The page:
The Witch and the Carriage

My spouse Morgan Lemmer-Webber and I came up with this little story when she was assigned to write a fairy tale for her German class. She translated it into a much shorter German version… you get the long rambly version here. We used Fate dice to decide the outcome of the characters… which you get to read below! I thought it nicely followed the fairly tale format, for all that entails. (It's mostly a friendly bedtime story… less gruesome than original German folklore anyway…) Enjoy!

PS: You can read the German version too! It's a bit shorter.

Once upon a time there was a witch named Hilda who lived in the woods. She was a good-hearted witch, though she had a bad reputation, for so many of her well-intended spells, being miscast, were misinterpreted as curses. Poor Hilda was driven into seclusion and poverty in a small hut in the middle of the forest where she lived alone.

Nearby the forest was a city, and in the castle of this city lived a newly married prince and princess. They were very much in love and adored each other to no end. They, however, were not well loved by their people. Princess Primla was vain, selfish, and cruel. Aside from her prince, she cared for no-one, and was bossy to everyone. Prince Prisley, on the other hand, was much nicer, but he was absolutely useless. He lacked any significant skills and tried to get by on his charm and good looks alone. Unfortunately, though he was reasonably handsome and charming, that was impossible… the gulf was just too large. No one looked forward to them inheriting the kingdom.

Just after their wedding, the prince and princess loaded up many of their favorite belongings into a carriage for their honeymoon. They left the castle and drove into the woods. It was not long into their journey that the wooden wheel on their carriage broke. The princess was furious. She stomped her feet and demanded that the driver fix the carriage, but he did not know how. The prince got out, looked at the wheel, and scratched his head. He did not know either. After much fussing, the prince and princess agreed to send the driver back to the castle on foot to seek help.

Not far away from them was Hilda. Hilda was desparate and hungry… she had not eaten for days. She had been in her cottage when she heard the commotion, and went out and hid behind a bush. As the driver walked away, it struck her that here was a chance for her to finally eat again. Perhaps she could even earn some coin from the royalty… by the size of their purses, she guessed they could afford to have their load lightened a bit!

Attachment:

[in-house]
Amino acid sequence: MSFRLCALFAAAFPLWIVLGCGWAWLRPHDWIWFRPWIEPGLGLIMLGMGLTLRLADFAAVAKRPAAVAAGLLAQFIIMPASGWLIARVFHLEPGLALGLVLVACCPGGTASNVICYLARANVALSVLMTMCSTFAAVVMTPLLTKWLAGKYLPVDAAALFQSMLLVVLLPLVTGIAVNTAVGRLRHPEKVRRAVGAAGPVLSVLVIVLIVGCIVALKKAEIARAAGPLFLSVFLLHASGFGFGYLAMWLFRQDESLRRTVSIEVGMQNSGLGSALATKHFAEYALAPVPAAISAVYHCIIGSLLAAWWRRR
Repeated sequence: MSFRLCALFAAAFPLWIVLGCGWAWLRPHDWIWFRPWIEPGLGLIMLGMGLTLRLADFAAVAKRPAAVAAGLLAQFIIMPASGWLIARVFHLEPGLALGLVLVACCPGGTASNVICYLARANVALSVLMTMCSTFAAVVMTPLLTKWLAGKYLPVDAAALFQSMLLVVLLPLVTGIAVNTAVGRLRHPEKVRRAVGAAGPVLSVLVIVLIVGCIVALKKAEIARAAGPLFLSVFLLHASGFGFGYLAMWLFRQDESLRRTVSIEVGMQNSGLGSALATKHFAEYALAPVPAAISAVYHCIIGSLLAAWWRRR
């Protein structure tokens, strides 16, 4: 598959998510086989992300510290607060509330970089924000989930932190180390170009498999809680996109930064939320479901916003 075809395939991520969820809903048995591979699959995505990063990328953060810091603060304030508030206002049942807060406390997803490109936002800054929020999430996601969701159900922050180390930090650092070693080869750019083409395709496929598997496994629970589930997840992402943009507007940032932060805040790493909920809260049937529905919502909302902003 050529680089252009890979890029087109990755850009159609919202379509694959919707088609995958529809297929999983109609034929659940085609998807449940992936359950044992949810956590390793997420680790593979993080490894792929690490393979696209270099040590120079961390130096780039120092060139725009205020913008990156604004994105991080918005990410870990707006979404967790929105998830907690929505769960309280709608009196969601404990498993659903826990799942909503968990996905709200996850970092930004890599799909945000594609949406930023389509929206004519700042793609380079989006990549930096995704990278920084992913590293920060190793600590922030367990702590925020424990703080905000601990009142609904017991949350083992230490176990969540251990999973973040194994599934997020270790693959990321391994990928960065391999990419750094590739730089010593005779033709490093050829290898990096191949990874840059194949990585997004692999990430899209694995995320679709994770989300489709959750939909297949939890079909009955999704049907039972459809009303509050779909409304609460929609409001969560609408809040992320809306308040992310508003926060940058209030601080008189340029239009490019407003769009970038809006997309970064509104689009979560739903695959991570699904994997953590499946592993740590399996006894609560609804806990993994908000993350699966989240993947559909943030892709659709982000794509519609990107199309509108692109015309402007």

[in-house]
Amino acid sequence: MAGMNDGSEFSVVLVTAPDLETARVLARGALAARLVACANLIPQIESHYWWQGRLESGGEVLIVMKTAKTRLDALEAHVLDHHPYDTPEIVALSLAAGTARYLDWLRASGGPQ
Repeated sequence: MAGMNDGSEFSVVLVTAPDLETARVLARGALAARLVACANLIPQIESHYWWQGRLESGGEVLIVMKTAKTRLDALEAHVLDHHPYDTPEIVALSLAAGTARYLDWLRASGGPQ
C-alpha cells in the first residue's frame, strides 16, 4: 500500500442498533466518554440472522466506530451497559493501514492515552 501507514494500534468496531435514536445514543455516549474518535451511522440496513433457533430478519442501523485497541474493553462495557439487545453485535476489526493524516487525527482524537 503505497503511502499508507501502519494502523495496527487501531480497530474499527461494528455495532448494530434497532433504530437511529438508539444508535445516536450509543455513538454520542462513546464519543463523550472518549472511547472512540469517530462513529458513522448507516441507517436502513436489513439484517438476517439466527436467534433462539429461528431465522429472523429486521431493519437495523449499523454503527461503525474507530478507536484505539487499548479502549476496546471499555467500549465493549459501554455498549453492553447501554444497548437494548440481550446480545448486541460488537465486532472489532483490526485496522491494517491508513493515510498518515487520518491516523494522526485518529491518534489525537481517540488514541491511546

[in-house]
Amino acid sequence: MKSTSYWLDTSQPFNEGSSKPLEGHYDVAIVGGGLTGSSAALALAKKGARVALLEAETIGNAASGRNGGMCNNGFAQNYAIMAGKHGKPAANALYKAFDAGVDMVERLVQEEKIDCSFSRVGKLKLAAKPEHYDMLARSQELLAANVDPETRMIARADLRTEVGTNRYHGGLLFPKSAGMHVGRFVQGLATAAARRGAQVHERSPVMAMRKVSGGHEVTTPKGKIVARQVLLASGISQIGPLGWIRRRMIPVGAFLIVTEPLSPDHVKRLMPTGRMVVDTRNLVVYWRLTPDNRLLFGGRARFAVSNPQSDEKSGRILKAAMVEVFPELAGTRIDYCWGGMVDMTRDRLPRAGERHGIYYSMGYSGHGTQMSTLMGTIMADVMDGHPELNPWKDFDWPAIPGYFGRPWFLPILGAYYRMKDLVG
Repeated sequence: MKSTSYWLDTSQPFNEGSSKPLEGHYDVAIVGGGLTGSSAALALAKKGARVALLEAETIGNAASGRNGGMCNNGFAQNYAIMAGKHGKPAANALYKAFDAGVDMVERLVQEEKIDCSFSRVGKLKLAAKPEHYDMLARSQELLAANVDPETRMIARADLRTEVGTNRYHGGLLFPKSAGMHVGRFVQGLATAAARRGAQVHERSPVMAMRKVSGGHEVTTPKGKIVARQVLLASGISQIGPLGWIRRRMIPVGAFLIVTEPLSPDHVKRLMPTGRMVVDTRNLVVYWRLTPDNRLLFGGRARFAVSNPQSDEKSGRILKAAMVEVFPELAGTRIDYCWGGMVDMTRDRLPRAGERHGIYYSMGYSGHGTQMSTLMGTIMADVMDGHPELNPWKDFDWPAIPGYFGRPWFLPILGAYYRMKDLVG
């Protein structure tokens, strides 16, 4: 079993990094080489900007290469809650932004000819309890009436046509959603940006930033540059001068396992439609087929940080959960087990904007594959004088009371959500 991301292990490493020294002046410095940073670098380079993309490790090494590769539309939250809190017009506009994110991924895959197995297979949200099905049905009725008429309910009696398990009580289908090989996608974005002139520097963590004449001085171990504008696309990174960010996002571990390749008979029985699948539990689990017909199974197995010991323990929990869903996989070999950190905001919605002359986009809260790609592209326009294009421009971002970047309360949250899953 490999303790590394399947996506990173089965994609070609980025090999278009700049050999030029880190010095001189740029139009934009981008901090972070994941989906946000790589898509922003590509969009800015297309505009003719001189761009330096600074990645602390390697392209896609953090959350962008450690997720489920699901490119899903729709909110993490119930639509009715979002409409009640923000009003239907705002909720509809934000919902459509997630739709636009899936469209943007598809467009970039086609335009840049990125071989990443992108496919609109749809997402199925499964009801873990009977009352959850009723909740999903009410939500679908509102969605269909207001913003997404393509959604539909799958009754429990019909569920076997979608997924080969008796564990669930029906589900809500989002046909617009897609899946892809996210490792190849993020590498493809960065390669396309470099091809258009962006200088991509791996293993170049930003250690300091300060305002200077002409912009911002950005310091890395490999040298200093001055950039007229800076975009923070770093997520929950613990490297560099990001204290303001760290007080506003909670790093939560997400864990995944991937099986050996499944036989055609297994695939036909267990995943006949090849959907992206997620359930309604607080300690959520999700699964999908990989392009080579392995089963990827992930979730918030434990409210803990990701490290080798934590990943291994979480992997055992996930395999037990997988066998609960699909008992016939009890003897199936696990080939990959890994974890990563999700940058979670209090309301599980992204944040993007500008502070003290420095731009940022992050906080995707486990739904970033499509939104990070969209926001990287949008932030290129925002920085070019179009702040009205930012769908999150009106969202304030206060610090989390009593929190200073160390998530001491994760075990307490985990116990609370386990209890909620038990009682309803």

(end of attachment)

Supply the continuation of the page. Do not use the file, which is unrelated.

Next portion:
Hilda was a rather plain looking woman, and she decided that in order to impress the royalty she would need to put on her best appearance. She cast a spell to make her look as if she were a beautiful fairy. In her rush to prepare, and since she had no mirror hidden behind a bush as she was, she did not realize that she had miscast the spell and had instead made herself look to be a hideous old crone.

Hilda walked into the clearing and addressed the prince and princess. "Please, prince and princess! I can fix your carriage, and you can be on your way back to the castle in time for supper. All I ask is that you take some pity on a poor woman and give her some food to eat, or some money to buy some food with."

The prince and princess were first surprised by the crone's appearance. Where did she come from? No matter. They looked at each other. The prince shrugged. What did he know whether or not to trust this old hag? But the princess had a different reaction. "Finally!" she thought to herself. "Peasants such as these learn all sorts of crafty things… and we are stuck already, so what does it hurt to try? Besides, the more desparate she is, the better deal we can get out of her, surely."

The princess nodded at the old woman, gesturing towards the wheel. "There is the broken wheel! See what you can do!"

Hilda shuffled out of sight to examine the damage. It was quite bad… an entire piece had splintered off, and there was no clear way to reattach the fragments. But she had an idea. The wheel was made of wood, and she knew a growing spell.

The witch hummed quietly to herself and waved her hands, making small gestures. She did not want to give away that she was using magic… magic users were sometimes feared, good or evil, and she was wary of her poor reputation to catch up with her. She meant well. She could do well! She would do well by these people, and then, perhaps, her problems would be over.

Hilda stepped back and to her delight saw shoots sprout out of the wood. They grew and wove themselves together, then melded into one whole and complete piece. It looked so solid when it was done. And so craftily! You would have never guessed just to look the finished work that she had used magic, or that it had ever been broken at all!

Hilda made a small, self-satisfied chuckle to herself. But her look of amusement turned to fear as she turned around and saw the princess behind her.

"Aha, what is this, you are casting magic? You must be a witch!" The princess narrowed her eyes and grinned menacingly.

"Please!" pleaded Hilda. "I have done all you have asked of me. I am so hungry. Please take pity on me… anything you can spare… food, or just a few coins… I cannot go hungry again!"

"Witch!" cried Primla, spitting at Hilda's feet. "I owe you nothing. I should have my father hunt you down and kill you for your evil spellcasting. Be gone. Be gone you old crone, before I have my prince kill you now on this spot!"